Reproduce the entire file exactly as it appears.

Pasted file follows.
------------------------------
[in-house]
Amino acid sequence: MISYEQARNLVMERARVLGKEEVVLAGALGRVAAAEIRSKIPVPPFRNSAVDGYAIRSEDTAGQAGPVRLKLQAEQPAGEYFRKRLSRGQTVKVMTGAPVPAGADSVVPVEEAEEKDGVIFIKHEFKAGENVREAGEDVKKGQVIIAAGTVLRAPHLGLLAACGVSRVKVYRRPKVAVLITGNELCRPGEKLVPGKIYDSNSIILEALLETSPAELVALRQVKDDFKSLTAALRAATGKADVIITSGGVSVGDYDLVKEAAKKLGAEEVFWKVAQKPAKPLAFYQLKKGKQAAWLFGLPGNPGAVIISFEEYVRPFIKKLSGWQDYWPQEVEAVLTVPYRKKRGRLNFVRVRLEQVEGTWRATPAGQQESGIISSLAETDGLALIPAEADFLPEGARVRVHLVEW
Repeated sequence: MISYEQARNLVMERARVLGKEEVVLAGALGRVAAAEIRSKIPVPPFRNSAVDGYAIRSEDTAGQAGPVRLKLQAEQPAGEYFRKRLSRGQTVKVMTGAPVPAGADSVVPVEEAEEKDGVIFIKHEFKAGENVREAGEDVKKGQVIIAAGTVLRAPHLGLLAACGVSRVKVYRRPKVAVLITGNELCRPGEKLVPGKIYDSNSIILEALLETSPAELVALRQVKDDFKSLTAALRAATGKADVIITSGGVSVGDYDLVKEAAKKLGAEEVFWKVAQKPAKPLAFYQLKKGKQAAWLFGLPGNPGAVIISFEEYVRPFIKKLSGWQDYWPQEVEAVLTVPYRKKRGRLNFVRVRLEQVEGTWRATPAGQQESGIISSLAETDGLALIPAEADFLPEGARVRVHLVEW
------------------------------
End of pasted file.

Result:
[in-house]
Amino acid sequence: MISYEQARNLVMERARVLGKEEVVLAGALGRVAAAEIRSKIPVPPFRNSAVDGYAIRSEDTAGQAGPVRLKLQAEQPAGEYFRKRLSRGQTVKVMTGAPVPAGADSVVPVEEAEEKDGVIFIKHEFKAGENVREAGEDVKKGQVIIAAGTVLRAPHLGLLAACGVSRVKVYRRPKVAVLITGNELCRPGEKLVPGKIYDSNSIILEALLETSPAELVALRQVKDDFKSLTAALRAATGKADVIITSGGVSVGDYDLVKEAAKKLGAEEVFWKVAQKPAKPLAFYQLKKGKQAAWLFGLPGNPGAVIISFEEYVRPFIKKLSGWQDYWPQEVEAVLTVPYRKKRGRLNFVRVRLEQVEGTWRATPAGQQESGIISSLAETDGLALIPAEADFLPEGARVRVHLVEW
Repeated sequence: MISYEQARNLVMERARVLGKEEVVLAGALGRVAAAEIRSKIPVPPFRNSAVDGYAIRSEDTAGQAGPVRLKLQAEQPAGEYFRKRLSRGQTVKVMTGAPVPAGADSVVPVEEAEEKDGVIFIKHEFKAGENVREAGEDVKKGQVIIAAGTVLRAPHLGLLAACGVSRVKVYRRPKVAVLITGNELCRPGEKLVPGKIYDSNSIILEALLETSPAELVALRQVKDDFKSLTAALRAATGKADVIITSGGVSVGDYDLVKEAAKKLGAEEVFWKVAQKPAKPLAFYQLKKGKQAAWLFGLPGNPGAVIISFEEYVRPFIKKLSGWQDYWPQEVEAVLTVPYRKKRGRLNFVRVRLEQVEGTWRATPAGQQESGIISSLAETDGLALIPAEADFLPEGARVRVHLVEW